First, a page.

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I want to know the verb that describe the action that rotate or move or twist a door knob to open the door. I talked to my friend and said "please press the button before move it (the door knob)" and it sounded incorrect to me.

What word should I use to describe this action?

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1 Answer 1

up vote 10 down vote accepted

What you do to the doorknob is turn it.

Please press the button before turning the doorknob.

And just to demonstrate that this is a verb (or in fact the verb) that people actually use, here are the top 20 collocations from the Corpus of Contemporary American English (COCA):

 turned the doorknob    19  
 tried the doorknob     17  
 twisted the doorknob   11  
 touched the doorknob    8  
 grabs the doorknob      7  
 turn the doorknob       7  
 turning the doorknob    6  
 tries the doorknob      6  
 rattling the doorknob   4  
 rattles the doorknob    4  
 turns the doorknob      3  
 see the doorknob        3  
 rattled the doorknob    3  
 grasped the doorknob    3  
 find the doorknob       2  
 found the doorknob      2  
 jiggling the doorknob   2  
 jiggles the doorknob    2  
 grips the doorknob      2  
 gripping the doorknob   2

As you can see, out of the many things people like to do to doorknobs in various situations, only turn and twist really fit the bill in yours, "the action of rotating or moving or twisting a doorknob". And while your very own twist is quite high on the list in its simple-past form, it is outnumbered by the corresponding form of turn, and other forms of turn are breathing down its neck with no corresponding forms of twist in sight.

Lastly, just to round it up before I'm accused of being US-centric, here are the stats from the British National Corpus as well:

turn the doorknob        2
tried the doorknob       1
feel the doorknob        1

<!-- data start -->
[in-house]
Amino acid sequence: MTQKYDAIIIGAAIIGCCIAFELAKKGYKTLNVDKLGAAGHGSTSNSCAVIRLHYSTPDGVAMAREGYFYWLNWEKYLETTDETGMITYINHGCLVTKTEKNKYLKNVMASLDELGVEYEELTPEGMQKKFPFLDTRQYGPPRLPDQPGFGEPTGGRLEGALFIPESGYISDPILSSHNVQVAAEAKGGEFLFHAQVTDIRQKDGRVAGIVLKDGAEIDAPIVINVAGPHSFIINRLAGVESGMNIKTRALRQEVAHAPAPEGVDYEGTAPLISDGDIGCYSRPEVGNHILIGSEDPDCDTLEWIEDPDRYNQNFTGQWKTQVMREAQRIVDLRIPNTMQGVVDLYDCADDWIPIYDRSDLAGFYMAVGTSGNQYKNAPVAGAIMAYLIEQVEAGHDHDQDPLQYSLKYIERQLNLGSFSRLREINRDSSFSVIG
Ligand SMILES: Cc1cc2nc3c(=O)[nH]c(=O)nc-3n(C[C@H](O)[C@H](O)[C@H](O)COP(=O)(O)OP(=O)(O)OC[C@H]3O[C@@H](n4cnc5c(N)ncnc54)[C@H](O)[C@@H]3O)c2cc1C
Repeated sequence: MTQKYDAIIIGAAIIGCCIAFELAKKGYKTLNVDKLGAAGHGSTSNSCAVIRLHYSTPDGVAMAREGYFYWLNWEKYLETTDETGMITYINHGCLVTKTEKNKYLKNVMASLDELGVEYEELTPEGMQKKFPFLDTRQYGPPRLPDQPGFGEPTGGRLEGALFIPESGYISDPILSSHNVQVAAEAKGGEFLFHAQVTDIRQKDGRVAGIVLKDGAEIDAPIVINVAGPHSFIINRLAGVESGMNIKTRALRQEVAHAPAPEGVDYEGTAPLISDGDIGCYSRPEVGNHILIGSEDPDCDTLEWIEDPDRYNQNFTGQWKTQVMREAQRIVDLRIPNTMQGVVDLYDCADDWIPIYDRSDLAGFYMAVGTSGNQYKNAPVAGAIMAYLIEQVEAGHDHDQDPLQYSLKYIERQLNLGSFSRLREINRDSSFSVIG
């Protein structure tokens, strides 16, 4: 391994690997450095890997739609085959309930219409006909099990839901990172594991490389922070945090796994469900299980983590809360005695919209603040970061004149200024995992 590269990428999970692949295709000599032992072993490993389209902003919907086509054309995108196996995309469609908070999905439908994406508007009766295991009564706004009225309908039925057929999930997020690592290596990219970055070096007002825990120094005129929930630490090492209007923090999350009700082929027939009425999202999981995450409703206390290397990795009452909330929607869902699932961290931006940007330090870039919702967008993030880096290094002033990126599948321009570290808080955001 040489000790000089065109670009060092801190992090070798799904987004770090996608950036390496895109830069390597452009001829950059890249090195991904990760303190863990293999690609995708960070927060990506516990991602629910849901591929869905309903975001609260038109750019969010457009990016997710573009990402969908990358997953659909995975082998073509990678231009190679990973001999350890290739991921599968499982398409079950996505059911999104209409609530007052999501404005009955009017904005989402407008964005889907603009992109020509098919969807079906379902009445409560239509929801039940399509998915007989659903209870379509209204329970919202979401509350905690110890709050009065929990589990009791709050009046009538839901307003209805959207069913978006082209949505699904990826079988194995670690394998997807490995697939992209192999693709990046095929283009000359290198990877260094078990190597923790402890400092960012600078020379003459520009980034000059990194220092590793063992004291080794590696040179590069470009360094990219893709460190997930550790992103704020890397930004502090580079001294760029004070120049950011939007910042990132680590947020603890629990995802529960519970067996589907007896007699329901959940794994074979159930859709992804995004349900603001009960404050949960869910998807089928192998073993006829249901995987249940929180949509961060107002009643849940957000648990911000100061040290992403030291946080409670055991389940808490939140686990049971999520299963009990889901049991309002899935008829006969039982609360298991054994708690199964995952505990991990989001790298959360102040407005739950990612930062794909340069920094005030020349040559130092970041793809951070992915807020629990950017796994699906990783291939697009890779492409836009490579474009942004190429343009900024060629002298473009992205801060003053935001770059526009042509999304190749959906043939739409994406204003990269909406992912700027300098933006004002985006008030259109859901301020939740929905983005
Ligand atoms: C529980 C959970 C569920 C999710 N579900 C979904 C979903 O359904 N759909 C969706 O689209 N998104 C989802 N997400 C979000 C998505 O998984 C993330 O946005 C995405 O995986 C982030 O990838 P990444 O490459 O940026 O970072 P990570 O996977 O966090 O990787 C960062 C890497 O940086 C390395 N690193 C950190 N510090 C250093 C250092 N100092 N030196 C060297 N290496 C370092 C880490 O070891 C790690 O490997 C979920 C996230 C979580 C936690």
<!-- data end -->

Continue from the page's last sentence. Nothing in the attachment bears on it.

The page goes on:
describing the doorknob  1

That's not statistically significant in and of itself (due to the smaller corpus size), but it does nicely complement the COCA results.

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Well, I think you're drifting from the question. You're just listing every verb that you could find used in connection with the work "doorknob". They don't mean at all the same thing. To "grasp" something is to take hold of it. It does not mean to turn it. To "find" something doesn't necessarly even mean touching it. I might find a doorknob by groping for it, but I might also find it with a flashlight. Surely there are thousands of other things one could do to a doorknob besides the verbs you list: you could install a doorknob, repair it, buy it, sell it, store it, throw it at someone, etc. –  Jay Dec 25 '12 at 6:16
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To piggy-back on what @Jay said, it seems like which word gets used might depend on whether or not the door was locked. Jiggled, rattled, and tried all conjure images of locked doors (at least in my mind). Felt the doorknob seems like a prudent thing to have done when a house is on fire, if my memory about fire safety serves me correctly. But, yes, knobs are generally turned, whether they are found on the door, or on your radio console. –  J.R. Dec 25 '12 at 8:05
    
@Jay: quite frankly, I am offended by your suggesting that I think grasp and find mean the same thing as turn. I list the top verbs from the corpus as is presicely to support the point — my point — that out of the thousands of things you can do to a doorknob only turning it suits the OP's needs. I say which verb to use right in the first sentence. One verb. A clear recommendation. The rest is icing on the cake and in fact was added later. The original answer was just the first sentence. And now I get downvoted for not leaving it at a half-assed one-liner. Hmph. –  RegDwigнt Dec 25 '12 at 13:24
    
Anyway, I have edited my answer to spell everything out as explicitly as possible, so other people don't get to misinterpret it. Have a look. –  RegDwigнt Dec 25 '12 at 14:16
    
@RegDwighт I didn't say that I thought that you thought that "grasp" means "turn", etc. I said that your answer drifted from answering the question to listing every verb you could find associated with "doorknob". Even with your edit, this is still an exercise in superfluous irrelevancy. Your goal seems to be to list every wrong answer you can find after giving the right answer. What is gained by that? Anyway, I doubt there's a point in arguing about it. BTW, I am deeply offended by your misreading of my comment. It makes me cry inside. :-) –  Jay Dec 30 '12 at 5:03

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